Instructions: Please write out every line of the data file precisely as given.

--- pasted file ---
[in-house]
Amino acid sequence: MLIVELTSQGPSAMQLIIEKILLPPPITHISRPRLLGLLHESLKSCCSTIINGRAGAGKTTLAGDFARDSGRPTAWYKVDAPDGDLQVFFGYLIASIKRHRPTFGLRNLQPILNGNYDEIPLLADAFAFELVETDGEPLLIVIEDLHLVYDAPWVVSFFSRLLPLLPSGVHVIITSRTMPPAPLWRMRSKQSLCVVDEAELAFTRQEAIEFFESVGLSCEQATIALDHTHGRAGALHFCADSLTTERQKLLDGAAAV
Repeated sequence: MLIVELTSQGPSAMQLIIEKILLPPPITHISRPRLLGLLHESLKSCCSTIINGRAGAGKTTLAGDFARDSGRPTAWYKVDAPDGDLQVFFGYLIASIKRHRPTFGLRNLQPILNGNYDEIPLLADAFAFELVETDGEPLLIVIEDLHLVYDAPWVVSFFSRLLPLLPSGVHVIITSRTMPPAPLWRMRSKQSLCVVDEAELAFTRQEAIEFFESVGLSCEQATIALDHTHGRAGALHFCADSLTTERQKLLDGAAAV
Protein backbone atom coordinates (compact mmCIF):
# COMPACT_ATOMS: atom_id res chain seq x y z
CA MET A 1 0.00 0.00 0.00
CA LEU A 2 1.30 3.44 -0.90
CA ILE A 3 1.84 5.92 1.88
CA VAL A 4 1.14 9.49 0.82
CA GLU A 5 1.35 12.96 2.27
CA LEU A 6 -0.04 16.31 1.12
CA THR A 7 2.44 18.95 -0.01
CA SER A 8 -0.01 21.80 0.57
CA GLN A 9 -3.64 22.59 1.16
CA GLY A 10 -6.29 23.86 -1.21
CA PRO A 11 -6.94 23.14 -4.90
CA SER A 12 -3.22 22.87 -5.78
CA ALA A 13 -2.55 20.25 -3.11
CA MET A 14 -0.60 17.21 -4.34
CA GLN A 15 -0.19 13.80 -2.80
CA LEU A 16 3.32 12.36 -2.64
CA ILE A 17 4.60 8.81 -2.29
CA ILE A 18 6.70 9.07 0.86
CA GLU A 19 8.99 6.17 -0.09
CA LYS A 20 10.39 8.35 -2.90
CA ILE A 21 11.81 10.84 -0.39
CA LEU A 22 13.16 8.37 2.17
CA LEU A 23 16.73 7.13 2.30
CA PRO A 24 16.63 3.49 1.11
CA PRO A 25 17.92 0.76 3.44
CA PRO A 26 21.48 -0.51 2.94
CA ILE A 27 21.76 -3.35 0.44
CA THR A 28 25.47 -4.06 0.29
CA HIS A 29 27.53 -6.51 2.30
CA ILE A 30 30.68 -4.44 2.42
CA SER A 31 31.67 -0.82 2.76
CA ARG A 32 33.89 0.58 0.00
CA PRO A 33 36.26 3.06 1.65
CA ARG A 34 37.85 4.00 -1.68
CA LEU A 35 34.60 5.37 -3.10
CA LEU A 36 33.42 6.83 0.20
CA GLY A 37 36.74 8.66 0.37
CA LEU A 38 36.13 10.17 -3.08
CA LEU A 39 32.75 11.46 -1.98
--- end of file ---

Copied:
[in-house]
Amino acid sequence: MLIVELTSQGPSAMQLIIEKILLPPPITHISRPRLLGLLHESLKSCCSTIINGRAGAGKTTLAGDFARDSGRPTAWYKVDAPDGDLQVFFGYLIASIKRHRPTFGLRNLQPILNGNYDEIPLLADAFAFELVETDGEPLLIVIEDLHLVYDAPWVVSFFSRLLPLLPSGVHVIITSRTMPPAPLWRMRSKQSLCVVDEAELAFTRQEAIEFFESVGLSCEQATIALDHTHGRAGALHFCADSLTTERQKLLDGAAAV
Repeated sequence: MLIVELTSQGPSAMQLIIEKILLPPPITHISRPRLLGLLHESLKSCCSTIINGRAGAGKTTLAGDFARDSGRPTAWYKVDAPDGDLQVFFGYLIASIKRHRPTFGLRNLQPILNGNYDEIPLLADAFAFELVETDGEPLLIVIEDLHLVYDAPWVVSFFSRLLPLLPSGVHVIITSRTMPPAPLWRMRSKQSLCVVDEAELAFTRQEAIEFFESVGLSCEQATIALDHTHGRAGALHFCADSLTTERQKLLDGAAAV
Protein backbone atom coordinates (compact mmCIF):
# COMPACT_ATOMS: atom_id res chain seq x y z
CA MET A 1 0.00 0.00 0.00
CA LEU A 2 1.30 3.44 -0.90
CA ILE A 3 1.84 5.92 1.88
CA VAL A 4 1.14 9.49 0.82
CA GLU A 5 1.35 12.96 2.27
CA LEU A 6 -0.04 16.31 1.12
CA THR A 7 2.44 18.95 -0.01
CA SER A 8 -0.01 21.80 0.57
CA GLN A 9 -3.64 22.59 1.16
CA GLY A 10 -6.29 23.86 -1.21
CA PRO A 11 -6.94 23.14 -4.90
CA SER A 12 -3.22 22.87 -5.78
CA ALA A 13 -2.55 20.25 -3.11
CA MET A 14 -0.60 17.21 -4.34
CA GLN A 15 -0.19 13.80 -2.80
CA LEU A 16 3.32 12.36 -2.64
CA ILE A 17 4.60 8.81 -2.29
CA ILE A 18 6.70 9.07 0.86
CA GLU A 19 8.99 6.17 -0.09
CA LYS A 20 10.39 8.35 -2.90
CA ILE A 21 11.81 10.84 -0.39
CA LEU A 22 13.16 8.37 2.17
CA LEU A 23 16.73 7.13 2.30
CA PRO A 24 16.63 3.49 1.11
CA PRO A 25 17.92 0.76 3.44
CA PRO A 26 21.48 -0.51 2.94
CA ILE A 27 21.76 -3.35 0.44
CA THR A 28 25.47 -4.06 0.29
CA HIS A 29 27.53 -6.51 2.30
CA ILE A 30 30.68 -4.44 2.42
CA SER A 31 31.67 -0.82 2.76
CA ARG A 32 33.89 0.58 0.00
CA PRO A 33 36.26 3.06 1.65
CA ARG A 34 37.85 4.00 -1.68
CA LEU A 35 34.60 5.37 -3.10
CA LEU A 36 33.42 6.83 0.20
CA GLY A 37 36.74 8.66 0.37
CA LEU A 38 36.13 10.17 -3.08
CA LEU A 39 32.75 11.46 -1.98